We understand that you do not have time to keep up with new laws that require compliance and can potentially affect your business. As employment law attorneys, we keep our clients informed and help them stay compliant with legal changes as they occur. Stephen Hans & Associates has assisted business owners with employment law compliance issues for decades, dating back to the founding of our firm in 1979.


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New York City Sick Leave Pay for Employees

Author: Stephen D. Hans & Associates


As time goes along, New York City employers become subject to more and more regulations. In April, 2014, New York City’s Sick Pay Leave Act for employees went into effect for certain employers. You should know that employees can begin taking sick leave days they have accrued starting on July 30, 2014.

Complying with the Sick Pay Leave Act includes the doing the following:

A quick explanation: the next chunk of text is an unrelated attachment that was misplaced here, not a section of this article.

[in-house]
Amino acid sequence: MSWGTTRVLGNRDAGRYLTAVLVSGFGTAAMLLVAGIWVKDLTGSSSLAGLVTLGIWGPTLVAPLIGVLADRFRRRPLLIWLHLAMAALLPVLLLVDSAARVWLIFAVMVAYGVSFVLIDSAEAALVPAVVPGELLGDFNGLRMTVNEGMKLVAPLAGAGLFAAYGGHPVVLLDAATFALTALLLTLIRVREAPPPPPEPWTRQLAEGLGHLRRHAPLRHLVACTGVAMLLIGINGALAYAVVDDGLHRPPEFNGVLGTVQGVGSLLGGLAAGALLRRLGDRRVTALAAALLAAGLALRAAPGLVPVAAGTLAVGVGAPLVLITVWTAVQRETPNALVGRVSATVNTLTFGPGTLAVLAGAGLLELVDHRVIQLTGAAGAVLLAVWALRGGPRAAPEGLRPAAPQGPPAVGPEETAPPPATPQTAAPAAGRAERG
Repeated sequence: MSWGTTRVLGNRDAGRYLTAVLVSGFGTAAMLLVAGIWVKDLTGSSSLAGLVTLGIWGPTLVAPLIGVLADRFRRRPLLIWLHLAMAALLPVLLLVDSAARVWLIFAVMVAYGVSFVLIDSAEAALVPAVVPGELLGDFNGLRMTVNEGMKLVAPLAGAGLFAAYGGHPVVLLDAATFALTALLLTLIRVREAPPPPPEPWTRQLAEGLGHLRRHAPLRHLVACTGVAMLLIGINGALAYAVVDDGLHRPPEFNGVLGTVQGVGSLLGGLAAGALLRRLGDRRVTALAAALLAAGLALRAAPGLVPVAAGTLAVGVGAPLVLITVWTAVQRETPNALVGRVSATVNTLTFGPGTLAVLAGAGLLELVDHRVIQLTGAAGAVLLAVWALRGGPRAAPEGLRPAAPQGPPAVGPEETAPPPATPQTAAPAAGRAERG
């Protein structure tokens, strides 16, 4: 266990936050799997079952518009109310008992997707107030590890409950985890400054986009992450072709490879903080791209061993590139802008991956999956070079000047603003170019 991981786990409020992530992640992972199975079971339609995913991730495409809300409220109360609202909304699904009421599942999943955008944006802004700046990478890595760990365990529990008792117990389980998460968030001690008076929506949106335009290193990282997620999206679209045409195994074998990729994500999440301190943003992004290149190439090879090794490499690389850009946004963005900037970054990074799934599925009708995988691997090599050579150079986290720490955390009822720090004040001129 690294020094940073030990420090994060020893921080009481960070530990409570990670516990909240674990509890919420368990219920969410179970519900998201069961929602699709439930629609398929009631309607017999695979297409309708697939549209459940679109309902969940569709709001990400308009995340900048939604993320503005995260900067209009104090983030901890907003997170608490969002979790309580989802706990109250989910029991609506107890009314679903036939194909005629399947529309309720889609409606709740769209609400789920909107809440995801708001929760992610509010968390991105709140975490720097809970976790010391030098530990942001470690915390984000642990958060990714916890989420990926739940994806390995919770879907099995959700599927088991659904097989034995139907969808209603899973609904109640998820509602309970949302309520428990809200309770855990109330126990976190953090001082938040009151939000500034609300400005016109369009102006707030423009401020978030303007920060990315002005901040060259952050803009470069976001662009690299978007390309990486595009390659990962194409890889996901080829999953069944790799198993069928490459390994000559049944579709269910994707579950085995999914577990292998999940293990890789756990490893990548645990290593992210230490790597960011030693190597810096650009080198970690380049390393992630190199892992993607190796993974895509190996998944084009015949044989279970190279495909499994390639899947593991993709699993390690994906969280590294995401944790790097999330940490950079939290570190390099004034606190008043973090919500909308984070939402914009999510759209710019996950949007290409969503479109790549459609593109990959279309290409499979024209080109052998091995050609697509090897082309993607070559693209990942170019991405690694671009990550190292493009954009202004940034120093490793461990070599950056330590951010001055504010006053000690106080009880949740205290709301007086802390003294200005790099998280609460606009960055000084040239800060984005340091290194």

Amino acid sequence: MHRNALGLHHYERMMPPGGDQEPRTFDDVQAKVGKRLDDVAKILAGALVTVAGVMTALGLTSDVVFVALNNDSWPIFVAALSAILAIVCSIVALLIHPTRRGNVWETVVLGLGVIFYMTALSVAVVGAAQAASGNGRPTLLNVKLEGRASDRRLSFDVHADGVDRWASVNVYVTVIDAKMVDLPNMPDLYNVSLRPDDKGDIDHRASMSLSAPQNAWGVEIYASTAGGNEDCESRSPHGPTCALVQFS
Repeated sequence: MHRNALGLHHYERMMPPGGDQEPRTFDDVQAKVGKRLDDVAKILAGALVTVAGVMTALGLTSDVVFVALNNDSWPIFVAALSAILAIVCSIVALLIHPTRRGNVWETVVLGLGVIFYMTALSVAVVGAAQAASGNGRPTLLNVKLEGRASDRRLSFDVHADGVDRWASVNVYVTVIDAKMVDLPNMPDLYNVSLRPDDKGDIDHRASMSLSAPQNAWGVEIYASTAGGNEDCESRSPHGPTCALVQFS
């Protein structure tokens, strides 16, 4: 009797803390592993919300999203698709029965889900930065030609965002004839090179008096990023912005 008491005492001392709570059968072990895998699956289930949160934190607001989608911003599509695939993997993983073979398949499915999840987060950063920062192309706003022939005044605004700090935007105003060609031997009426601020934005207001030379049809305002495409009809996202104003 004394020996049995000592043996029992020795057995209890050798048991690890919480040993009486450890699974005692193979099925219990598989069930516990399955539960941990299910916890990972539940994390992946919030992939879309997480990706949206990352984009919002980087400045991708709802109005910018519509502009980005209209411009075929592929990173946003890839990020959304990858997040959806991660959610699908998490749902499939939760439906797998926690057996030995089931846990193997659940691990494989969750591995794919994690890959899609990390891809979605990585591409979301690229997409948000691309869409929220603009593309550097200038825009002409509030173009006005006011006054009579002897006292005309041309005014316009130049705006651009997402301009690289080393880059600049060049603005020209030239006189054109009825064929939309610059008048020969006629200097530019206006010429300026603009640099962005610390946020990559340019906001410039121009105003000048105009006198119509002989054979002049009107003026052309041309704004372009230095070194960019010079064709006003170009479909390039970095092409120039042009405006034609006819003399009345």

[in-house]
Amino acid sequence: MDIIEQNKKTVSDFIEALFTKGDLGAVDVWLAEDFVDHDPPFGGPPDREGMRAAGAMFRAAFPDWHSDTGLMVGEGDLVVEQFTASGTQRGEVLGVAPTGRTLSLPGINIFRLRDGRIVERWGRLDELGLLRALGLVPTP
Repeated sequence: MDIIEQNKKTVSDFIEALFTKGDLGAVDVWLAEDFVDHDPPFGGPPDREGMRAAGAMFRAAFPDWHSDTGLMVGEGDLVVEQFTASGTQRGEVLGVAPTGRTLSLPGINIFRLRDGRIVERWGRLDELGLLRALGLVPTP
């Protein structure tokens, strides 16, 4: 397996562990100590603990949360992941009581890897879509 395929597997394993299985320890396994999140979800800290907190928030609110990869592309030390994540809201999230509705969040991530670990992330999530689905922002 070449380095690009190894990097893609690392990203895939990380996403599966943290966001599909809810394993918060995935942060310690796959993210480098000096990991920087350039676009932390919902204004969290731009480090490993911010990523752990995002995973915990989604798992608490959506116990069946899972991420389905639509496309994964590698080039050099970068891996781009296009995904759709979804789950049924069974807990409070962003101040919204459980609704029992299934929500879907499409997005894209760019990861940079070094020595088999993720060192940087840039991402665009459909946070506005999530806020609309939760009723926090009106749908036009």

• If you are an employer with five or more employees who work more than 80 hours per calendar year you must provide these employees with paid sick days
  • If you are an employer with four or less employees, you must provide employees with unpaid sick days
  • Employees working more than 80 calendar days a year, get one hour of paid sick leave for every 30 hours they worked, up to 40 hours in one calendar year (which for many people is one work week)
  • If you employ one or more domestic workers who have worked for you at least a year and worked more than 80 hours per calendar year, you must provide your employees with two days of paid sick leave

Employees can use their sick days to care for themselves if they are sick or to care for a sick family member. Family members are considered children, grandchildren, spouses, domestic partners, parents, siblings, or the parent of a spouse or domestic partner.

As an employer, you cannot terminate an employee for taking a sick leave day.

If you have questions about employment law consult with one of our employment law attorneys at Stephen Hans & Associates. We can help you deal with employment issues and put business policies in place that protect your rights and help you comply with regulations.

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Where to Draw the Line for Privacy Regarding Social Media

Social media is a new legal frontier and laws are pending or being passed to keep pace with this advance in technology. As an employer, is it legal to ask employees or job applicants for their social media user names and passwords?